One person’s 12/25/12 is another’s 2012-12-25. And just a small tweak to the month-day-year formula (%m %d %y) sets dates to appear just as you want them in your documents or templates.

For all formats, begin and end with {{ }}, and use lowercase for your variable names.

You can format dates in the following ways.

If you want dates to read like this—12/25/2012—do this:

Input {{ opportunity_to_close__c.to_formatted_date(“%m/%d/%Y”) }} Note that the uppercase Y gives you a four-digit year.

For dates with a two-digit year—12/25/12—simply change that capital Y to a lowercase y. Your final input looks like this:{{ opportunity_to_close__c.to_formatted_date(“%m/%d/%y”) }}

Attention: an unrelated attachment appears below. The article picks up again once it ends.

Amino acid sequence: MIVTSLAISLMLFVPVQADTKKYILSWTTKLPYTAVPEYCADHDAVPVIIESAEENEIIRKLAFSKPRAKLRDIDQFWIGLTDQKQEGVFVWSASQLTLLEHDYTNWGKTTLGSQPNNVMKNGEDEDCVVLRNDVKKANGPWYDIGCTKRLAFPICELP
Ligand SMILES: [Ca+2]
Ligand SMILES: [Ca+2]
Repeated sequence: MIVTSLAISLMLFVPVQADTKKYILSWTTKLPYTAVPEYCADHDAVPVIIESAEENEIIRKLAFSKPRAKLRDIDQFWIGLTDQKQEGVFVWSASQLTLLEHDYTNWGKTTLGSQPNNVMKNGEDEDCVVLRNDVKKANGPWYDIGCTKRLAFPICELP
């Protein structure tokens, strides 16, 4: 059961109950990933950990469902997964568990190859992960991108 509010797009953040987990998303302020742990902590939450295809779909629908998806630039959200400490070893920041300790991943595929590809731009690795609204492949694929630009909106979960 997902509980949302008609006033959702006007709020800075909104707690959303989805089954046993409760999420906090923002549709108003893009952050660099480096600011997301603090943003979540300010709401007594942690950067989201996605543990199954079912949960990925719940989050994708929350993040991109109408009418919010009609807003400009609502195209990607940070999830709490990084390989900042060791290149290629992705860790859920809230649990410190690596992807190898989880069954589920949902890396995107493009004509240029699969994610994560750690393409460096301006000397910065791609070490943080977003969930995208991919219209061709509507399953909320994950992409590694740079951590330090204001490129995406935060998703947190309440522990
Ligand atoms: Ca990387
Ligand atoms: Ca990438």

Each of the above examples forces a two-digit month and date. If you prefer single digits when appropriate (3/6/2016), input this:

{{ opportunity_close_date__c.to_formatted_date(“%-m/%-d/%Y”) }}

If you prefer hyphens, no problem, and you can also change the order in which your dates appear. To get 2016-06-03, for example, input the following:

{{ opportunity_close_date__c.to_formatted_date(“%Y-%m-%d”) }}

Finally, if you want the full day, month, date, and year, it can be yours. Input the following:

{{ opportunity_close_date__c.to_formatted_date(“%A, %B %-d, %Y”) }}

A gives you the full weekday name; B cues the full month name. Your result will be Sunday, March 6, 2016.


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